Friday, September 16, 2011

Interbike: Joe Breeze...

As someone who has ridden mountain bikes for quite some time now (and road bikes for far longer), I consider myself fairly well-versed in the history of the endeavor, the activity, the sport, however you want to label it. While I may not know all the nuts and bolts, the fine details of the origins of mountain biking out here on the West Coast, I certainly know the names of those early steel tinkerers and Repack daredevils. One of those names forever linked to those times (1970s) is Joe Breeze. You may remember a recent book review I did on It's All About The Bike, in which the author talks, and rides, with Breeze and Charlie Kelly. So, it was with absolute shock and dismay, that I was unable to recognize Mr. Breeze himself, standing next to me, as I took photos of his Breezer #1, that is correct, the original built by him in 1977. 

Joe Breeze with Breezer #1

Thankfully he took an interest in my curiosity, and introduced himself, at which time I either turned white out of shock, or red out of embarassement, I don't know which. We talked a bit about the bike, which has been on display at the Oakland Museum - which parts are original, which are newer. It had been given a new paint job by the museum, which I had mixed feelings about. I pointed out some stickers on the frame, which are also recent additions. It was beyond cool to be able to see and touch the frame, though, and think about all the history that is in it, and how much legacy derives from it. Joe said the showing at Interbike is its last public showing before it takes up permanent residence at the Smithsonian Institute in Washington D.C. That right there tells you just how significant this bike is. Joe Breeze, by the way, didn't call me out for not recognizing him. Very nice guy, easy to talk to, and must have a ton of stories.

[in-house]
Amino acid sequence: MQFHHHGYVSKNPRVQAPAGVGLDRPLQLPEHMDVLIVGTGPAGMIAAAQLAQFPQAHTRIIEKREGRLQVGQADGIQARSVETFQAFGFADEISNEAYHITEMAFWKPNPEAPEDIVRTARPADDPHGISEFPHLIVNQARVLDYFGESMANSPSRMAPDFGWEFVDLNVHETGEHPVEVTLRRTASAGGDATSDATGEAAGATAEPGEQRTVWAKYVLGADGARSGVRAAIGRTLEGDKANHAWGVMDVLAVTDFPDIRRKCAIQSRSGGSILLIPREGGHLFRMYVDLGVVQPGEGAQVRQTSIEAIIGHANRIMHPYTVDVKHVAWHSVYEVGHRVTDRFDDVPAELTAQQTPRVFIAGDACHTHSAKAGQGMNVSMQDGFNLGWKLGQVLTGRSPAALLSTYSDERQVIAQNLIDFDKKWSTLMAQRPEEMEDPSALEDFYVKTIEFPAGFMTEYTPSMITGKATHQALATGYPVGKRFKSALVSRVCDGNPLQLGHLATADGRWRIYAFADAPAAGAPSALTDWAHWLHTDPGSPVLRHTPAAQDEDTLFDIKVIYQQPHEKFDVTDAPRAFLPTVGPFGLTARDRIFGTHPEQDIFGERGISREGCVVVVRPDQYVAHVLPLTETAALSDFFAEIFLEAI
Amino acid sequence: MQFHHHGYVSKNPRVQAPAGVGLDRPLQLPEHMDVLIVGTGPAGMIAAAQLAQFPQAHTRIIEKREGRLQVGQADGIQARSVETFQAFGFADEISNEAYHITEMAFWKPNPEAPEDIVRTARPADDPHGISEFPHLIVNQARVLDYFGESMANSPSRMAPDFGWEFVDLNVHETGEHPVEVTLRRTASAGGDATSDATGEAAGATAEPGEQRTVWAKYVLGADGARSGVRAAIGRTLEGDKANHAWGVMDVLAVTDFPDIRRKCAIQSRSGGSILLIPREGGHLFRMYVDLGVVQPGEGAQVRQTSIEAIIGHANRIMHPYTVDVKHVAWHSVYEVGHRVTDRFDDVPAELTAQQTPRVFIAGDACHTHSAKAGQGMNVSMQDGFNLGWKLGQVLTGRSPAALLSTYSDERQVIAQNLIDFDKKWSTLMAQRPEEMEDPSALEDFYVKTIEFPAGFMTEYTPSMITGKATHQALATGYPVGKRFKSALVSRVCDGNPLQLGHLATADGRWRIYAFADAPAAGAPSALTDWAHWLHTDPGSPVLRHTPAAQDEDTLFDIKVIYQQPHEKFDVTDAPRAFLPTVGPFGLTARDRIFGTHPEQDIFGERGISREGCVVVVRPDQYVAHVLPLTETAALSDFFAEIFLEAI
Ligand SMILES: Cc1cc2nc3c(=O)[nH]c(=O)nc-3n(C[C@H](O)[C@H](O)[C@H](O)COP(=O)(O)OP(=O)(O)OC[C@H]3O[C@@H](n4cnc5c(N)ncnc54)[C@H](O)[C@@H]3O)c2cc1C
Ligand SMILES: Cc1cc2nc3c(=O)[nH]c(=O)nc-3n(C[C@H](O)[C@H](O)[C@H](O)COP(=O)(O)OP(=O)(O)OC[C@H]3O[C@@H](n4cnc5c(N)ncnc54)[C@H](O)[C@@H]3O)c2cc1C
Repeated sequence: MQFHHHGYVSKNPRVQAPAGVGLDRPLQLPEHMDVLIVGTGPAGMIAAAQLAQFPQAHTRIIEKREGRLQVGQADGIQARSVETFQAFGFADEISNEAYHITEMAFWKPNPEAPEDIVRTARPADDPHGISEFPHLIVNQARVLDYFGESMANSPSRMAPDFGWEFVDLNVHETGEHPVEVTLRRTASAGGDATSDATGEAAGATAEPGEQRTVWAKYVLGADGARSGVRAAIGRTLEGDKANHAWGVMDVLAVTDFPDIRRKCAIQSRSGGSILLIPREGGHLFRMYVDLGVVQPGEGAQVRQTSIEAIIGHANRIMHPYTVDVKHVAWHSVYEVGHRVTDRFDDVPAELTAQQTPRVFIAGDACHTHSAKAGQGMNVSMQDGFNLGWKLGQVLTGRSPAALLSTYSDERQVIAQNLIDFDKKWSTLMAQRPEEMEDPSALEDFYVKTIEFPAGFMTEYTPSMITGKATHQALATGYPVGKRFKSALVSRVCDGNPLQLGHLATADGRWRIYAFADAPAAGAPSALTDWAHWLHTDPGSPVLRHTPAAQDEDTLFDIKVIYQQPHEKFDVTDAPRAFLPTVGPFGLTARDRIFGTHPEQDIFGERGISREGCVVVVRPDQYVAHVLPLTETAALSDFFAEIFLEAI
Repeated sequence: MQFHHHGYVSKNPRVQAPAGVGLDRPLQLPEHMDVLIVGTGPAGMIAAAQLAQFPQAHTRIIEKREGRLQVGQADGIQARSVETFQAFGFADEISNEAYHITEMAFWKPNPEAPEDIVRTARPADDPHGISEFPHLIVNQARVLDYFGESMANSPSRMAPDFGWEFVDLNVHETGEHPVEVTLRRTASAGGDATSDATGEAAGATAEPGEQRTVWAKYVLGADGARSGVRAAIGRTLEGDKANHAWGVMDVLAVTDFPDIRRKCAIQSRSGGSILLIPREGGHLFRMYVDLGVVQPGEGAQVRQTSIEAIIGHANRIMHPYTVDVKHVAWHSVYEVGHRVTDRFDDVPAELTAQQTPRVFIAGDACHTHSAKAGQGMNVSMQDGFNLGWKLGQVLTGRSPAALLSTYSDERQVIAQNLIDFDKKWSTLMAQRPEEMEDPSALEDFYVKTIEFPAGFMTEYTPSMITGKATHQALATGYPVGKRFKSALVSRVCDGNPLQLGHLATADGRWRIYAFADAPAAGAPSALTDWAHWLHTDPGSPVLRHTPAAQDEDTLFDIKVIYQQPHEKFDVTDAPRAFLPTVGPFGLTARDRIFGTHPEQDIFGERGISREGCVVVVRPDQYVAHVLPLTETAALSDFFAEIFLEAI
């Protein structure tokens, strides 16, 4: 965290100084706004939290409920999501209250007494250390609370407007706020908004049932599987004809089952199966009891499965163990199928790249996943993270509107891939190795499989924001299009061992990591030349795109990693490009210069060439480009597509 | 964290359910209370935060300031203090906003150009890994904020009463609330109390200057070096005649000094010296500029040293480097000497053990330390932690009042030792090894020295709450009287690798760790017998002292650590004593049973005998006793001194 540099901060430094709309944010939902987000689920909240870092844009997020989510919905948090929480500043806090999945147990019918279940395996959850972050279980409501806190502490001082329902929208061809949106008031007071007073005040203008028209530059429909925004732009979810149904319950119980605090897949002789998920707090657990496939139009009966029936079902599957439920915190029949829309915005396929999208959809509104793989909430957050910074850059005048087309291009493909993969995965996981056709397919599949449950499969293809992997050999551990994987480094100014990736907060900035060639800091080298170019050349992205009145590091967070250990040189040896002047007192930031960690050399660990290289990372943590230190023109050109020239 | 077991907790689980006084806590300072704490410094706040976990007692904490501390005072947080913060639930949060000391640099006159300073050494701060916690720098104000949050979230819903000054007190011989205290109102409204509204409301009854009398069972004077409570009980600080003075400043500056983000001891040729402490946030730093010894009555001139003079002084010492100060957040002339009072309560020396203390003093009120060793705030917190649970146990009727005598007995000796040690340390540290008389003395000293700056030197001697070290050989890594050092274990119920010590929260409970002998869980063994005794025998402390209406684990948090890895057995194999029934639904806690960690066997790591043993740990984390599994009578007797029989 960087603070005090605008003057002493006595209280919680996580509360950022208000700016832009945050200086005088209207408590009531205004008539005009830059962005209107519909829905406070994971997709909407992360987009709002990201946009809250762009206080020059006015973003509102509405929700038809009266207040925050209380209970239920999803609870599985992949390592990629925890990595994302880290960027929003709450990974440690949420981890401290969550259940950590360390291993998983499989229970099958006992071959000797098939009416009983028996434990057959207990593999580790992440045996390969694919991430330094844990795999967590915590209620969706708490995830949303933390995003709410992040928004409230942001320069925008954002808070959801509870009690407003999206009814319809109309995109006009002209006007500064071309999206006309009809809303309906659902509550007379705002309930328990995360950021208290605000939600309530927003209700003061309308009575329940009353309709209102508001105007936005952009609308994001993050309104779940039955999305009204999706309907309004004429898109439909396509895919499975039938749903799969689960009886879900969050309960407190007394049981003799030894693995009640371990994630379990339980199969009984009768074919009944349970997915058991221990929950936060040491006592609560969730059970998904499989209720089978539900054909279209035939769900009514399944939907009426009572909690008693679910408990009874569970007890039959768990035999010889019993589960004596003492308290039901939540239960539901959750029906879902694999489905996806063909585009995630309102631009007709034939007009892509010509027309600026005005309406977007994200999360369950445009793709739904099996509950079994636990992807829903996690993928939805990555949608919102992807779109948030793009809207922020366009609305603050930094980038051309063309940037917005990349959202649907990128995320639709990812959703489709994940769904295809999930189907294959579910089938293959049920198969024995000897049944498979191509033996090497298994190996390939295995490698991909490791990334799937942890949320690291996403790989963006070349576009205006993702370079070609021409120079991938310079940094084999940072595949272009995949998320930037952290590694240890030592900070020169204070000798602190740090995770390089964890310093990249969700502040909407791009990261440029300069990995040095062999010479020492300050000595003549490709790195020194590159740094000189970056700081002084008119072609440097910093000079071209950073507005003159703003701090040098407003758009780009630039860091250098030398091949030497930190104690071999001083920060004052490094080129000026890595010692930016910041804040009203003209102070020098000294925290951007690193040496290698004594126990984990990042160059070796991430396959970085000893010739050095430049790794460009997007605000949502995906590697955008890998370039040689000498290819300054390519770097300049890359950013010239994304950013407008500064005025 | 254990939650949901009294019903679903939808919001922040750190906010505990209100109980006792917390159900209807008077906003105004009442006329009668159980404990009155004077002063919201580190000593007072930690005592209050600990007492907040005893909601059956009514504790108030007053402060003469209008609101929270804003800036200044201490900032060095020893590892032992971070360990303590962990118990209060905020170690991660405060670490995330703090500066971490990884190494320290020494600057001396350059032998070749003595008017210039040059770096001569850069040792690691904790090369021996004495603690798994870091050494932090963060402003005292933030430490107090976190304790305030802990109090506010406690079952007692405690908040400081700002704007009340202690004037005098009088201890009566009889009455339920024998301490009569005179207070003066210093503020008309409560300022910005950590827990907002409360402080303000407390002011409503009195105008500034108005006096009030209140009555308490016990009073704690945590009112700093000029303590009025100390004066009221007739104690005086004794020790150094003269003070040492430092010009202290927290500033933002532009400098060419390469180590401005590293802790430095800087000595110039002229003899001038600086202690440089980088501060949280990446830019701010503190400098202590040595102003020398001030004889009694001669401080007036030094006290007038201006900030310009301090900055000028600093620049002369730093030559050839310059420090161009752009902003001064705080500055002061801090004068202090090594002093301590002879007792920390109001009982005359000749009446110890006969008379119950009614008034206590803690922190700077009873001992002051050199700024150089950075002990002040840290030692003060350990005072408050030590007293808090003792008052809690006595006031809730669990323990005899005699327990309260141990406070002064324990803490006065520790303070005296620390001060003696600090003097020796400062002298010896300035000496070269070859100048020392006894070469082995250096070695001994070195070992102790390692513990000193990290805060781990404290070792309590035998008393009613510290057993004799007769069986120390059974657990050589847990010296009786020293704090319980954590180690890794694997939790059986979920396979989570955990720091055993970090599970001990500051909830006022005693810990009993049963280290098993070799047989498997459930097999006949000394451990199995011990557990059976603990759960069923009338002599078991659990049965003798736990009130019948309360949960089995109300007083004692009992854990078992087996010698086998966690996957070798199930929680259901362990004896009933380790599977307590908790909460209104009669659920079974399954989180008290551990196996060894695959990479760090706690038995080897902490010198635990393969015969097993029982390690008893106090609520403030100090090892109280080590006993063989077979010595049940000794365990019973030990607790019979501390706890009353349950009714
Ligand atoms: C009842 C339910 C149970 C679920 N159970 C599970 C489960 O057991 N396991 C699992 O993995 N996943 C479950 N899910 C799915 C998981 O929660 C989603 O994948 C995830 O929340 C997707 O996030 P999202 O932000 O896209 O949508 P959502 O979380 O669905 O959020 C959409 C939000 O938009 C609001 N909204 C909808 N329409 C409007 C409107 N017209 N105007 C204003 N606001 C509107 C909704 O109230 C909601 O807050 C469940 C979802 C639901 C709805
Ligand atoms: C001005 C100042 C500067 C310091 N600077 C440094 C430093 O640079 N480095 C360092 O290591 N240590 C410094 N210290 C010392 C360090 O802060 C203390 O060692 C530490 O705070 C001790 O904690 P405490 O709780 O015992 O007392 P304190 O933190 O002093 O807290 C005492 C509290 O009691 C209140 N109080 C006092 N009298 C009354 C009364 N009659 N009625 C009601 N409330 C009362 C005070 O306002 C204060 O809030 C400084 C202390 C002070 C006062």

Breezer #1. annodized rims and pedals are not
from the original Repack version

Since I am on the topic of Joe Breeze I might as well throw in that he was there with his line of Breezer bikes. As you might expect there is a range of mountain bikes, steel, aluminum and carbon, a new hydroformed, heat-treated steel road bike, and a selection of utility/commuter bikes. All of these are worthy of consideration, if you are looking to purchase a new bike. It is going to be difficult to do, but I don't want to start to sound like a commercial, as I post up images from Interbike over the next few days, so I will leave it to you to check out these bikes at the link above.

the satin-smooth Downtown 8 (as in speeds)

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